Basic self-care practices are so easy to toss to the wayside. The importance of eating regular meals, getting enough sleep, drinking water, and participating in physical activity is often overlooked. Stop yourself from working through lunch, get off your butt and move your body, try not to regularly short yourself on sleep, and drink water throughout the day. These basics are the essential building blocks of your self-care practice.

Build a support team.

Your support team should include a variety of people. First and foremost, it’s important to have people close to you that know you and care for you outside of your social media persona. These are the people that you don’t have to be “on” for and who love and accept you for the multi-dimensional person you are. Secondly, it would be of great benefit to join a blogging/influencer group and surround yourself with colleagues and peers that understand the work that you do. And a bonus is having a mentor or coach that can support and guide you as you navigate this work!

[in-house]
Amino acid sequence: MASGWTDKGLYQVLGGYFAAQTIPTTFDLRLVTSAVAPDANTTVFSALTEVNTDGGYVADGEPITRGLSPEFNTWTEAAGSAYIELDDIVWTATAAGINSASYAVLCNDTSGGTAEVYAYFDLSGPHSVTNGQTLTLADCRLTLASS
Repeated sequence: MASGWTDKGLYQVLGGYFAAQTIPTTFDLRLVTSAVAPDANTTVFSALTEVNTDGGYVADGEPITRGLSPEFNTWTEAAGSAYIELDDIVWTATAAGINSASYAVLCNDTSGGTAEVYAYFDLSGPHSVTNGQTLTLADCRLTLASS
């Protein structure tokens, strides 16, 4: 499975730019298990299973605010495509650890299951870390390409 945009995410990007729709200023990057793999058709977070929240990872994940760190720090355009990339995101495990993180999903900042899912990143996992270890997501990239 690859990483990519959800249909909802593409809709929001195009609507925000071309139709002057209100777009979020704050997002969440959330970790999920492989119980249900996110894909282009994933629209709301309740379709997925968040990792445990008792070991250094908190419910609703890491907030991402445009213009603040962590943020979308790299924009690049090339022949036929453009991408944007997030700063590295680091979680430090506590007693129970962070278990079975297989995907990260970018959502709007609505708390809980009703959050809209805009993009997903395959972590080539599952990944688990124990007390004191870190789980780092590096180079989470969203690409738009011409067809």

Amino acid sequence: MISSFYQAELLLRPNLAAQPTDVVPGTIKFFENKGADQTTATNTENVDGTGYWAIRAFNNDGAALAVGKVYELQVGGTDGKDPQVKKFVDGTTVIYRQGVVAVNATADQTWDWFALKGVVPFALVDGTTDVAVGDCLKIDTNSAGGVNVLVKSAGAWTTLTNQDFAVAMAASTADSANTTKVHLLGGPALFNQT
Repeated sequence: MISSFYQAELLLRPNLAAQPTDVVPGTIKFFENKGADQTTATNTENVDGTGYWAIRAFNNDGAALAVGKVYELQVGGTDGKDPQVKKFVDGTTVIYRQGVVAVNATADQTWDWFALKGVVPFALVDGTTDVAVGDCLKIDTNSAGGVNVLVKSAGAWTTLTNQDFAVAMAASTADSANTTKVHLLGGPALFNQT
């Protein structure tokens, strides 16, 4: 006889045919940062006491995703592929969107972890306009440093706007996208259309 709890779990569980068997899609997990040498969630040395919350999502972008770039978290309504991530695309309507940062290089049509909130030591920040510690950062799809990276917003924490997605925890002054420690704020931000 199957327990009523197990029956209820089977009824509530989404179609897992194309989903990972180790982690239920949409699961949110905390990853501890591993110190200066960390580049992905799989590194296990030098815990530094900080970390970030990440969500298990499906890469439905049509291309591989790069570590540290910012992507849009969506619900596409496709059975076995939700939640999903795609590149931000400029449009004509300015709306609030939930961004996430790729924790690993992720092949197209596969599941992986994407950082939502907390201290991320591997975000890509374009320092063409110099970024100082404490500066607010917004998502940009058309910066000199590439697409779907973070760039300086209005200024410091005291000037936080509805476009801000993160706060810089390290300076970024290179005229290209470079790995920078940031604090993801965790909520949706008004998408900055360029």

Recharge.

Find activities that you can scatter throughout your day that can recharge you mentally, physically, emotionally, socially, spiritually. These activities can help you calm your mind, process feelings, rest, and reset your mood. Don’t overthink it. Just set aside 10-15 minutes breaks throughout your day. Do things like call a friend, stretch, take a walk, sit outside, journal, pray, meditate, eat a snack, dance it out. Whatever floats your boat…the possibilities are endless.<

Take time off.